I thought I had updated

A few days ago, like many IT people worldwide, I received a distressed call from a friend about the recent Microsoft Internet Explorer issue that they had seen all over the media. What did they need to do? I told them that they had to run a Microsoft Update from their browser. Having never done this (first bad sign) I had to given them an idea of what needed to be done. They were much calmer now knowing what make then safe. After not hearing again from them after a few day I assumed all was fine.

I was actually visiting this same friend today so I thought I’d just take a look at their system to ensure that it had been updated. I was amazed to find that the machine was not up to date at all and in fact was still vulnerable. After starting the update process I quizzed my friend as to why they hadn’t updated. Their reply was “I thought I had”.

So what happened? In theory Microsoft Update is only for Microsoft to inform the user about patches that need to be applied to the system. That is UNLESS they haven’t installed Service Pack 3 for Windows XP! If that hasn’t been installed you’ll see a screen like this:

 The top option, and the one most likely to be picked by unsuspecting users like my friend, is to install Windows XP Service Pack 3 and no other updates. So what happened is my friend pushed the top button, not reading the actual instructions on the page, as non-computer people do, and merely installed Windows XP Service Pack 3 on their machine and nothing else.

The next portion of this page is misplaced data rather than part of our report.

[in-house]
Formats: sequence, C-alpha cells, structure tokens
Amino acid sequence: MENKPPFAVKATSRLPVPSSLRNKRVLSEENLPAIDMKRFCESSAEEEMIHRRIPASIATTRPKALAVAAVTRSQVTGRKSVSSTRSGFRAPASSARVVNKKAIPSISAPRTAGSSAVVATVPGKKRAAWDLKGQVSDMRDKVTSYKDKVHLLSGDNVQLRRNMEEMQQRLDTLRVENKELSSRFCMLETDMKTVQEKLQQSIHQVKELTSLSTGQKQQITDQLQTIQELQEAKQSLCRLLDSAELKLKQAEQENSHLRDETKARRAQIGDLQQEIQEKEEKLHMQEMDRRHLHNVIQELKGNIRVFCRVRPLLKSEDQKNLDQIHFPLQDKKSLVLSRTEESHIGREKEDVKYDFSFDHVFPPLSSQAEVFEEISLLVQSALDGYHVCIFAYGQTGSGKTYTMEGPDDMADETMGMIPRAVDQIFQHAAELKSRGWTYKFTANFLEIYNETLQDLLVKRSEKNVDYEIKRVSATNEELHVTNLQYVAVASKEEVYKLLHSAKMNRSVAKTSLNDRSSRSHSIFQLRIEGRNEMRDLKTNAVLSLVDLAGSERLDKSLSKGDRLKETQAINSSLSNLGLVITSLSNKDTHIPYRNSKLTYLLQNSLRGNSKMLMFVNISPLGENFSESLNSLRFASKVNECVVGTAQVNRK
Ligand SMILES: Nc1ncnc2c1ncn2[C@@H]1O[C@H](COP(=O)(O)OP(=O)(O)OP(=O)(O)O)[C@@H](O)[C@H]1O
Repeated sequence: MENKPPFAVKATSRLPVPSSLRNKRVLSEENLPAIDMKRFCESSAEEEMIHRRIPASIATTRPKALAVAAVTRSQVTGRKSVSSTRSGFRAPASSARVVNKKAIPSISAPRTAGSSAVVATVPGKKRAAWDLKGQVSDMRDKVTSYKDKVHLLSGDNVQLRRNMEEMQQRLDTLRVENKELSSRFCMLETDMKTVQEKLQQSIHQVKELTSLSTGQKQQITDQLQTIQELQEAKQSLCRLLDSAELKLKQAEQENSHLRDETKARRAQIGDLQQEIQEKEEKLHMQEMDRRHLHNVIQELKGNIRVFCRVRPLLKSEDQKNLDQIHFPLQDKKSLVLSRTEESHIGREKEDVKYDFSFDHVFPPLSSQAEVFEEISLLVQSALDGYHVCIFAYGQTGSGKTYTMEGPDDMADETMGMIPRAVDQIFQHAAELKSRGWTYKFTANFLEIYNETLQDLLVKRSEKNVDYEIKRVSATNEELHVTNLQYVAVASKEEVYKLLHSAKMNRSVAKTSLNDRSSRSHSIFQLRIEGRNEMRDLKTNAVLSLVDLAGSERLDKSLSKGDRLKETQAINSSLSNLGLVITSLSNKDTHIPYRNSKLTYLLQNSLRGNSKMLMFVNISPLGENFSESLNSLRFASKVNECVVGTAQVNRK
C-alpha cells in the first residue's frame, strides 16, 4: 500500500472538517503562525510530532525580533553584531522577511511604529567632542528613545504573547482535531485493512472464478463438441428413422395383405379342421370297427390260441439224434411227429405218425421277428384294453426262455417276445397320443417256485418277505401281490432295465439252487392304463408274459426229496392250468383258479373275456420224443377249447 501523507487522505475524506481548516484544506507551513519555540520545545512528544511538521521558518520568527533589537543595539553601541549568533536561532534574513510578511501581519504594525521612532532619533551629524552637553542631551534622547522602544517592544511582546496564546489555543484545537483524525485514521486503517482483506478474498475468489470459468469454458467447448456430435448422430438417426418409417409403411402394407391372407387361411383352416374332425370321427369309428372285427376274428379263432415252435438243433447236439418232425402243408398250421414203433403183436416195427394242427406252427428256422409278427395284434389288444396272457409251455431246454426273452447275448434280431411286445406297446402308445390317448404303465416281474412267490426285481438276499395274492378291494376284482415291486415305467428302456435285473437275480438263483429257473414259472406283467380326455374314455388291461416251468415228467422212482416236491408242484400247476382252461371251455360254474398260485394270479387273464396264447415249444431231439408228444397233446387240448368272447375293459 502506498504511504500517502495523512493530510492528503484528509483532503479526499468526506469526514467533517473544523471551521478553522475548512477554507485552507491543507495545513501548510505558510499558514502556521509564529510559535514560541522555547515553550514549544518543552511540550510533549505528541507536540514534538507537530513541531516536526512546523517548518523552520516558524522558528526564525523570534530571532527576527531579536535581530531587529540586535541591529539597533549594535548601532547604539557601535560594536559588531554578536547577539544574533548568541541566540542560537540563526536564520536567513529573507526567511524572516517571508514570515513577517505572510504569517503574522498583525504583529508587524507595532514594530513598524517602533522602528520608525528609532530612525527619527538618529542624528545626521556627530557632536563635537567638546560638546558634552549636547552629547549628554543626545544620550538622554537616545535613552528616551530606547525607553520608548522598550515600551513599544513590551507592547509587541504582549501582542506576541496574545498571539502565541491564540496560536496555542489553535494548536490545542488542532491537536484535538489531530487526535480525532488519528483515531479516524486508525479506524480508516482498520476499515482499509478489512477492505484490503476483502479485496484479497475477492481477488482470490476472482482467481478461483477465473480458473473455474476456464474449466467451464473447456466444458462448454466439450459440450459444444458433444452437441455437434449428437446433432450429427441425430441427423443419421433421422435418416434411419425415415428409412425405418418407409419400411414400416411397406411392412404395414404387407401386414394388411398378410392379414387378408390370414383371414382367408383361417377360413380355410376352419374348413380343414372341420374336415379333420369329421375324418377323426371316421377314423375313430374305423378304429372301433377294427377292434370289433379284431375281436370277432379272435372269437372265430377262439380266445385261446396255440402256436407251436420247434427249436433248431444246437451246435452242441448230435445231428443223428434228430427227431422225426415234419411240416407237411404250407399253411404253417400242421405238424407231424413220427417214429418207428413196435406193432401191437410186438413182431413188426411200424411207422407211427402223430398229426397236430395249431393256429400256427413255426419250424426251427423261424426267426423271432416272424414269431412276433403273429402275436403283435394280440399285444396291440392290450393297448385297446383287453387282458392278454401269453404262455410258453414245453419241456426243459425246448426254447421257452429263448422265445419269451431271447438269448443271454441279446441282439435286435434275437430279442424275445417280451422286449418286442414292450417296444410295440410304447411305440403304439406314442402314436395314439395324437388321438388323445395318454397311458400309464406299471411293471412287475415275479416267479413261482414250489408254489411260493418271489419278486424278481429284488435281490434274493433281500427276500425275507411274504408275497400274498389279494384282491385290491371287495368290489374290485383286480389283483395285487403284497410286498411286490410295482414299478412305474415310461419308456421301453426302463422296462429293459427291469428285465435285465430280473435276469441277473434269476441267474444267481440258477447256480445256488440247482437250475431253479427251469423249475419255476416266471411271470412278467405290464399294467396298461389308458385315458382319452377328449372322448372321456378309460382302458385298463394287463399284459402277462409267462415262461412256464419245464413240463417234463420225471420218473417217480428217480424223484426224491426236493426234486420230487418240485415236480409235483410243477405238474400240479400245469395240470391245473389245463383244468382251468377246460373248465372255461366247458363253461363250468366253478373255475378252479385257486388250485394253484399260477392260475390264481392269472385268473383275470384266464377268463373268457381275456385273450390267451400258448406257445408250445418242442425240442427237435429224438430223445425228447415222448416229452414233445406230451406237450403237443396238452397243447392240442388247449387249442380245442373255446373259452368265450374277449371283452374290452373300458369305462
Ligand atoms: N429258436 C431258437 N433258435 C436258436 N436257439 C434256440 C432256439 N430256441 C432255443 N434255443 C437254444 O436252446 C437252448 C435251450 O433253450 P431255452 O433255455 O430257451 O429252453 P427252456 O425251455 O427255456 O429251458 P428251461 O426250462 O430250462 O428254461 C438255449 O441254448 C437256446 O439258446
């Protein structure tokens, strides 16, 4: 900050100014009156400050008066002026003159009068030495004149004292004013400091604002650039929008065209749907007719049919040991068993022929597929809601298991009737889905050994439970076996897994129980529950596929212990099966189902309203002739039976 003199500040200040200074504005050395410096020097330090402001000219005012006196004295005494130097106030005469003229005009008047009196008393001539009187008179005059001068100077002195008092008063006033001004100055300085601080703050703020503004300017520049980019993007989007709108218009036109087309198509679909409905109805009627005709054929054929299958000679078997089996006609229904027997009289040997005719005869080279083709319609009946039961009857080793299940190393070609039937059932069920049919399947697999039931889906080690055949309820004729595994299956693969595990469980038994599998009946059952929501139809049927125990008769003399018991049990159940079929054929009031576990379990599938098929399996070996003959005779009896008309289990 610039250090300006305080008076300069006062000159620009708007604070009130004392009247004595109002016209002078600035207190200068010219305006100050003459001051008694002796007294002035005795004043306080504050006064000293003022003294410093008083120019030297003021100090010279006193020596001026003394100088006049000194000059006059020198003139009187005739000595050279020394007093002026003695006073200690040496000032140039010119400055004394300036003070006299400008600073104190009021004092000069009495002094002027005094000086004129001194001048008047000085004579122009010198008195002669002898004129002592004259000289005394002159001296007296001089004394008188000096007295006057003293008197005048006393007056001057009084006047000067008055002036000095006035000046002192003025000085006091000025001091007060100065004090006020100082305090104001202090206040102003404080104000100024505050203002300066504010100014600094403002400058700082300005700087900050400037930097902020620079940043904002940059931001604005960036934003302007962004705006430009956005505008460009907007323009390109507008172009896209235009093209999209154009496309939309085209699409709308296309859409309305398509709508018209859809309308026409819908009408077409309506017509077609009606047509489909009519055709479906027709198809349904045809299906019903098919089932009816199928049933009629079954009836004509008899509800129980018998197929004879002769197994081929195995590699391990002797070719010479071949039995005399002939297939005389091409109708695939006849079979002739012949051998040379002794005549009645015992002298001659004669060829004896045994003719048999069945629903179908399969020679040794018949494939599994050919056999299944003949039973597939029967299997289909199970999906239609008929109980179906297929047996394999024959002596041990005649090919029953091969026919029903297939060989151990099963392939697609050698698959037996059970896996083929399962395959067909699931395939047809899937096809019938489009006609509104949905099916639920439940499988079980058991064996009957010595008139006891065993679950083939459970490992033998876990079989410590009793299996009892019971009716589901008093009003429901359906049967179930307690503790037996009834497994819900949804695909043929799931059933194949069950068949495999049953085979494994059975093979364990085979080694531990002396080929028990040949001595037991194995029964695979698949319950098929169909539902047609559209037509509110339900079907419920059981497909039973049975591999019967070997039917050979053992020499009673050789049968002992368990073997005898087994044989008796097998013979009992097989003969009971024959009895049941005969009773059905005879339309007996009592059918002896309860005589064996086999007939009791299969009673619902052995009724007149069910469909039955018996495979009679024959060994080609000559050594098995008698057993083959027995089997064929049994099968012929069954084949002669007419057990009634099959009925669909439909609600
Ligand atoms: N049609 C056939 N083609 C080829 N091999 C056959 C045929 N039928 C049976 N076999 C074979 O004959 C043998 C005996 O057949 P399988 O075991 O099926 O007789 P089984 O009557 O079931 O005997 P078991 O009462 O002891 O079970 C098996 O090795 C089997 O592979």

Was their machine still vulnerable? Yes. Were they likely to run another update? Nope. Chalk up another win for the bad guys. This time in my books it really is an own goal on Microsoft’s part. Sure Windows XP Service Pack 3 is important but it isn’t a critical update. Being the first choice on the screen it is what most users (who aren’t computer people) are going to select in their quest to be “safe” given all the hysteria. Microsoft updates should be for critical updates only and if you are going to put a message about a Service Pack make it the second choice. Microsoft, please remember, most people have no idea about technology.

Perhaps I should have told my friend to keep running Microsoft Update until there were no more updates. Perhaps they should have read the update screen more carefully. Maybe, maybe, maybe. Yet it only takes one maybe for an attacker to compromise a system. Once they get control, your only real option is to reformat and reload, today’s malware is just too sophisticated for any cleaning tool to deal with 100% effectively. To guarantee that your system is clean after an infection the only option is a complete reload. Who wants to do that? No-one but the odds are stacked in an attackers favour. Why? You need to defend your system against EVERY threat in Windows, Office, iTunes, Acrobat and piece of software you have installed on your machine. Not just Windows, the lot. An attacker only needs to exploit ONE SUCCESSFULLY and they can have control. So who’s got the better odds? It certainly isn’t you!

It further illustrates to me the divide between those that develop IT systems and those that use them. The void between the level developers believe users are and where they actually are is immense and getting bigger everyday. Wasn’t technology supposed to get easier? The reality is that is only getting easier for attackers to compromise systems. What does that say for a system we put so much faith in these days. Our common technology is built on very shaky ground, very shaky indeed.

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